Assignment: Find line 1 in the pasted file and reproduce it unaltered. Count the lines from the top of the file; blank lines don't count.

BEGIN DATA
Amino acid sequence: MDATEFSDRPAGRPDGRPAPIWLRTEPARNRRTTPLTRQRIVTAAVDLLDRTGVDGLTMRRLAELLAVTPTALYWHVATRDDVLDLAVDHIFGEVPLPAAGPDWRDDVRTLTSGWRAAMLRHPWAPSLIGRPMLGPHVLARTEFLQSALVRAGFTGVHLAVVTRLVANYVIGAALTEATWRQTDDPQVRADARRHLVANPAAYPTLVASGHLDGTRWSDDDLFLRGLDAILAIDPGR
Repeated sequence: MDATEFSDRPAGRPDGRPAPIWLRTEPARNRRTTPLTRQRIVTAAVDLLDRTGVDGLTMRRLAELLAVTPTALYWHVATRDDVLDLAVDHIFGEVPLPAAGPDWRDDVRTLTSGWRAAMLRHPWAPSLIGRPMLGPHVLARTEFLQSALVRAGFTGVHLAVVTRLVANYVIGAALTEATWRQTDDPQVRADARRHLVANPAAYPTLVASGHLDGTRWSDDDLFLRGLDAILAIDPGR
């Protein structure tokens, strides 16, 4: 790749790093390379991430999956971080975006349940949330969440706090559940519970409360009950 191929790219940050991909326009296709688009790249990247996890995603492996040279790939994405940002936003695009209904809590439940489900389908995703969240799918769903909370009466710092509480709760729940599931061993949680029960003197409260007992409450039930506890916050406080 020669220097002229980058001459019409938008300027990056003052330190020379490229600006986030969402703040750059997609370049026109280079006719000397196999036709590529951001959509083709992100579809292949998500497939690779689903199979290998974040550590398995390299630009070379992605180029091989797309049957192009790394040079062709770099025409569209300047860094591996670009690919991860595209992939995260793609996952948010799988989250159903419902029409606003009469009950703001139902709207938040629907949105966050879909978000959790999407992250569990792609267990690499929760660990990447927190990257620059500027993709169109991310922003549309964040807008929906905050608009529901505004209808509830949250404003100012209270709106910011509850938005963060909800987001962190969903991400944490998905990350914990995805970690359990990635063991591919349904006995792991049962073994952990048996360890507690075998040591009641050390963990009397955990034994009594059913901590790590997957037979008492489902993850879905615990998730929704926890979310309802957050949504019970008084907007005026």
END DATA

Amino acid sequence: MDATEFSDRPAGRPDGRPAPIWLRTEPARNRRTTPLTRQRIVTAAVDLLDRTGVDGLTMRRLAELLAVTPTALYWHVATRDDVLDLAVDHIFGEVPLPAAGPDWRDDVRTLTSGWRAAMLRHPWAPSLIGRPMLGPHVLARTEFLQSALVRAGFTGVHLAVVTRLVANYVIGAALTEATWRQTDDPQVRADARRHLVANPAAYPTLVASGHLDGTRWSDDDLFLRGLDAILAIDPGR